"To lack a persuasive theory is to lack something crucial"

Tom Wolfe saw the phrase "To lack a persuasive theory is to lack something crucial" in a New York Times review of an exhibition of realist art. He describes this in "The Painted Word", a book which reveals the Emperor's New Clothes of 20th and 21st century art. In 197?

Nobody can just look any more. There has to be a theory behind the artwork, else it is worthless. And the theory must be explained. However incomprehensibly.

I just do art as a hobby, but I came across a person at my last exhibition who insisted that I needed a theory, else my artworks were just "OK".

He was a small old bloke in a crisp suit who came on the last Sunday of the exhibition and picked me up on a phrase in the leaflet. I say there that all I want to do is make art that talks directly to the mind and the eye, without need for explanation. All that is needed is the image, the title and the observer, a perfect triangle. 

(“Voglio creare un’arte che parli direttamente alla mente e agli occhi, senza che necessiti di troppe interpretazioni o spiegazioni. Lo spettatore, l'immagine e il titolo: un triangolo perfetto. Non serve altro.”)

He grabbed me by the arm and told me that was true up until 1900 and the arrival of Monet. From then on you need a theory and an explanation. His grip was was firm on my biceps. I argued with him a bit, and then just shrugged, but he was persistent, as if repeating the same idea again and again would convince me. He even gave me a five minute lecture on Art History, from 1800 to the modern day. Luckily other people came in, who heard and disagreed with him. 

He eventually wandered away. But then came back to argue with me again. His wife came to pick him up eventually. I think they'd both been at a christening lunch in the restaurant next door. She looked at me with a face I interpreted as meaning: "I feel your pain".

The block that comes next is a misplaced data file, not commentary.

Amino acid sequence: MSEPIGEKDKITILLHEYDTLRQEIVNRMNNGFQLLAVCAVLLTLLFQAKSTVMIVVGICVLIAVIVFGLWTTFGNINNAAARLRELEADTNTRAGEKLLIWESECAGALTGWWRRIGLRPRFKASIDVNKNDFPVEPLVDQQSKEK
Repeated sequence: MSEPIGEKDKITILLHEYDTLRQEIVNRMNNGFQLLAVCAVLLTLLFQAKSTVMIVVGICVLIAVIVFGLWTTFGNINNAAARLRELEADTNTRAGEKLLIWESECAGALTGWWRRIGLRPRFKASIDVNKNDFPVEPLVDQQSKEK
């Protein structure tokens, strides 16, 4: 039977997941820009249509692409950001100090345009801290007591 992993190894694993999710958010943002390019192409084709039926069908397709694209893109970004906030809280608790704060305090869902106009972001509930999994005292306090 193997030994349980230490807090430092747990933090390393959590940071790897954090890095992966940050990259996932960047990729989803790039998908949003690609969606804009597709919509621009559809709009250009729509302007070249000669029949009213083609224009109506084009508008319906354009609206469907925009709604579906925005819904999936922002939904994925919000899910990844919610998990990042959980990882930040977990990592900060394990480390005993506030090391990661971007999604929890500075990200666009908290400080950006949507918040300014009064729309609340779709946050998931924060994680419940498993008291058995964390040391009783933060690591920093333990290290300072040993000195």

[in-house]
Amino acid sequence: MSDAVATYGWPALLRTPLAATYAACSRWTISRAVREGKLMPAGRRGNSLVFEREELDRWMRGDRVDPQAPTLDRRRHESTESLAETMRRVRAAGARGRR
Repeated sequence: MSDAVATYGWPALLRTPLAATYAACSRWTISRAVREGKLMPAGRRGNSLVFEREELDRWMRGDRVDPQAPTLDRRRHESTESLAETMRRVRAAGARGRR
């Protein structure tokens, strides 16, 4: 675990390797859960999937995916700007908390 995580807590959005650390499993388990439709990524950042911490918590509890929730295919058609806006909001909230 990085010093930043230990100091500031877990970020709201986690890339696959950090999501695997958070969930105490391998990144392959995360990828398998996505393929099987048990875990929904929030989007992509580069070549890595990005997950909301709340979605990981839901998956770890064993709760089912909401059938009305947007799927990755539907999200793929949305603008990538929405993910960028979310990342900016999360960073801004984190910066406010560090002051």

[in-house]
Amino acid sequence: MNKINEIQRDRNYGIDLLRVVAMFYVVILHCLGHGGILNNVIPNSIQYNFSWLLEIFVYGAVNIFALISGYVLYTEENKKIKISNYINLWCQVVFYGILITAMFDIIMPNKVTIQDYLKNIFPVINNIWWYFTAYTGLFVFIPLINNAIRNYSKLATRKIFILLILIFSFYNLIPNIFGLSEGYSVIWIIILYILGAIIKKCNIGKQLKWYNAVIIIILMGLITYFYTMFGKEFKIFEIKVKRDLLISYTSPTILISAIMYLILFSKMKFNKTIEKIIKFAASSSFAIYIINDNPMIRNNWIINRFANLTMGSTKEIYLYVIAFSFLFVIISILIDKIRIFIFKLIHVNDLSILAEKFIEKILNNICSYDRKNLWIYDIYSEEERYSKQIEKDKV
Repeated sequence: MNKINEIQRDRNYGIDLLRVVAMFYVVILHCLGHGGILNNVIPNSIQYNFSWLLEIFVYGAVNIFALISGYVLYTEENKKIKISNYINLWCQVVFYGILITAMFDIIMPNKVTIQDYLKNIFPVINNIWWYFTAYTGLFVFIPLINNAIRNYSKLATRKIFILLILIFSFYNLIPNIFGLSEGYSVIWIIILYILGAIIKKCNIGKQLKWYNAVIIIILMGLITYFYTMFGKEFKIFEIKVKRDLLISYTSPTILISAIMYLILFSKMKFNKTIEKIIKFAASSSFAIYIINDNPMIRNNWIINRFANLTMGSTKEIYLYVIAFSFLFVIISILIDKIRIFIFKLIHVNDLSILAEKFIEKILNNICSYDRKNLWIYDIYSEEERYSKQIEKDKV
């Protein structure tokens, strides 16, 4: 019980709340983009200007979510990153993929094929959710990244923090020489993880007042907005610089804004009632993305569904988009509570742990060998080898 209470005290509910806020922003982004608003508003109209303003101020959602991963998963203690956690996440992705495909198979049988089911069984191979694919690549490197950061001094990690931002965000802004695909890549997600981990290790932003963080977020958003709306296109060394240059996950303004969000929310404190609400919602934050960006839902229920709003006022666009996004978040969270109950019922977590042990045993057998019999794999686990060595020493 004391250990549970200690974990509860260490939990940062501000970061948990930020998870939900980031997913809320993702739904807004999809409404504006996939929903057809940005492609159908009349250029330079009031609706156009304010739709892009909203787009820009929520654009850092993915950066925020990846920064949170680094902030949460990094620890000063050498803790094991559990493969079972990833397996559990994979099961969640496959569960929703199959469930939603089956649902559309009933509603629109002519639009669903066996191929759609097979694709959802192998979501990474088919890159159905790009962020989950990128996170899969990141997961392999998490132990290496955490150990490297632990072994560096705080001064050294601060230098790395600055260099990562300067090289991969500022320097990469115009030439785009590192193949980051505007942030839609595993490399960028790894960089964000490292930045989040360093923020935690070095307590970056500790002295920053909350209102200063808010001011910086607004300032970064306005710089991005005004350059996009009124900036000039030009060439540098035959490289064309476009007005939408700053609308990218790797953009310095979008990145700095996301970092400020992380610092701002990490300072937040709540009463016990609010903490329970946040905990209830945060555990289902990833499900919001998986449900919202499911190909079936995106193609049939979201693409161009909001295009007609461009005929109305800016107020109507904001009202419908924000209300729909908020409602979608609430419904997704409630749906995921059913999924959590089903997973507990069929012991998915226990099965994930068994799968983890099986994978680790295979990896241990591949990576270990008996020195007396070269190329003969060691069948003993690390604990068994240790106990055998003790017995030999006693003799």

He signed the book, that "OK" nearly half way down:

Of course, a year later, a reply to the seeker after theories has come to me. I should have said: "All of these drawings represent the hopelessness of finding someone who understands them." Too late, too late.

I think he was trying to make a point. Somehow. With that "OK". I don't mind. But to swallow the art theory crap. Oh well, we all like different things. But I was glad when I read, a year later, in "The Painted Word", that Tom Wolfe agreed with me.

And while I'm here, thanks to La Famiglia Legnanese for letting me host the exhibition there, and thanks to Fabrizio Rovesti...

... and Pinuccio Longo....

Without these two the exhibition would not have happened.

And while I'm here I can't but recommend two other books by Tom Wolfe...

...they are amazing, gripping, intelligent.


  1. I went to an exhibition some years ago where the artist had decided to dispense with the images altogether and had simply pinned up a number of lengthy, conceptual explanations.

    1. And that is exactly what Tom Wolfe predicted would happen, and he predicted (in 1977) that it would happen in 2000... Not so far off.


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